A wave begins as the wind ruffles the If it n surface of the ocean. When the ocean is calm and glasslike, even the mildest breeze forms ripples, the smallest type of wave. Ripples provide surfaces for the wind to act on, which produces larger waves. Stronger winds push the nascent waves into steeper and higher hills of water. The size a wave reaches depends on the speed and strength of the wind, the length of time it takes for the wave to form, and the distance over which it blows in the open ocean known as the fetch. A long fetch accompanied by strong and steady winds can produce enormous waves.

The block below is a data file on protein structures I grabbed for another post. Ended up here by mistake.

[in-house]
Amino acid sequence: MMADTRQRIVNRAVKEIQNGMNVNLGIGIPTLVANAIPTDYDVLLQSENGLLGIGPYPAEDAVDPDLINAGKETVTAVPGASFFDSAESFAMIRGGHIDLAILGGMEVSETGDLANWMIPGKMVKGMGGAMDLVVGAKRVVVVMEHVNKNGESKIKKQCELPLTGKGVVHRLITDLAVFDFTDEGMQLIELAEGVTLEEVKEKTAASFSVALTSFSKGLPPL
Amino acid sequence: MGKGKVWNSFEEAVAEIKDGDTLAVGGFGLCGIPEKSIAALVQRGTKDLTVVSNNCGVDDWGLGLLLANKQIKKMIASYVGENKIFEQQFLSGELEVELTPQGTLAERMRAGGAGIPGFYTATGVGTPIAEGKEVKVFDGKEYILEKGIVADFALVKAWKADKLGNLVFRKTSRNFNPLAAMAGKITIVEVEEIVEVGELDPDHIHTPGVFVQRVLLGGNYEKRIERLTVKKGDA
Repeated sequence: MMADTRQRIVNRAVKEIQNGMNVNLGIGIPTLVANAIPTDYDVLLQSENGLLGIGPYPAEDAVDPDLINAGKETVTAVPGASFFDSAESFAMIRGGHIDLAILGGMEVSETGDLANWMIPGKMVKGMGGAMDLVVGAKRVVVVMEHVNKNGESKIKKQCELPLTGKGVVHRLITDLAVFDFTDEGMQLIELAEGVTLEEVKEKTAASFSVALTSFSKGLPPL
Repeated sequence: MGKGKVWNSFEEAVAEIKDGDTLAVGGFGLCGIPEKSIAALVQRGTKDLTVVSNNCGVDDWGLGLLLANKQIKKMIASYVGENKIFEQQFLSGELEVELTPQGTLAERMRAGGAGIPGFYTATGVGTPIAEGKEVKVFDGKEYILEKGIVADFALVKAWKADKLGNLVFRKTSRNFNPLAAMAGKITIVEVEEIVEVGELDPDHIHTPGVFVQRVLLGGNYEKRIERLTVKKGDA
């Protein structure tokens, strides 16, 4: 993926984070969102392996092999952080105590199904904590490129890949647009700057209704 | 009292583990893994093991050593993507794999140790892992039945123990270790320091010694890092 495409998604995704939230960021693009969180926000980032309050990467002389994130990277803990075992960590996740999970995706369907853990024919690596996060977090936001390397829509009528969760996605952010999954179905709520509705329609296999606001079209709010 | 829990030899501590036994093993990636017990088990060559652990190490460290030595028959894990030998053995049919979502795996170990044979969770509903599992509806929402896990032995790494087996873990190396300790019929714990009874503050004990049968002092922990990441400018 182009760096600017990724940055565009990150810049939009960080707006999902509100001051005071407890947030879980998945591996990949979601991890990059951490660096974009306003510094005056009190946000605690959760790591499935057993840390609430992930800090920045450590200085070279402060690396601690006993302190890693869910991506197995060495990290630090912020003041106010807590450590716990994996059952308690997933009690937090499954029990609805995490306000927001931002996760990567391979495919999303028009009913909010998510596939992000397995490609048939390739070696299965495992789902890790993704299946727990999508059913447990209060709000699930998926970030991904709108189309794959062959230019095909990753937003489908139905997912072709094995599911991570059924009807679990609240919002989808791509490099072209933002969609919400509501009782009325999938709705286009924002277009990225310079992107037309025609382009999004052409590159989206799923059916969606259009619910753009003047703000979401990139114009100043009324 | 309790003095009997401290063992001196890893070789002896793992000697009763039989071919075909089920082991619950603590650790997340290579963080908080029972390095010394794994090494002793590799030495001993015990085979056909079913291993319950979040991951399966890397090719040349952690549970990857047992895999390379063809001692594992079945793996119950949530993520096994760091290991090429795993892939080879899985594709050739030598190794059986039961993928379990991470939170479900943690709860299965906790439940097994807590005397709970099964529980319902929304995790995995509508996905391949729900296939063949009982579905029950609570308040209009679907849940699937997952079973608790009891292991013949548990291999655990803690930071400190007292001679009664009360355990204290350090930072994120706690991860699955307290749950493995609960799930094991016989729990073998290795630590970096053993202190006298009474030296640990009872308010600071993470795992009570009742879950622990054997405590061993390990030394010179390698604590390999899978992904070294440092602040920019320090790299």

The highest point of a wave is called the crest and the lowest point of the trough. The distance from one crest to another is known as the wavelength. Although water appears to move forward with the waves, for the most part, water particles travel in circles within the waves. The visible movement is the wave’s form and energy moving through the water, courtesy of energy provided by the wind. Wave speed also varies; on average waves travel about 20 to 50 mph. As a wave enters shallow water and nears the shore, its up-and-down movement is disrupted and it slows down. The crest grows higher and begins to surge ahead of the rest of the wave, eventually toppling over and breaking apart. The energy released by a breaking wave can be explosive. Breakers can wear down rocky coasts and also build up sandy beaches.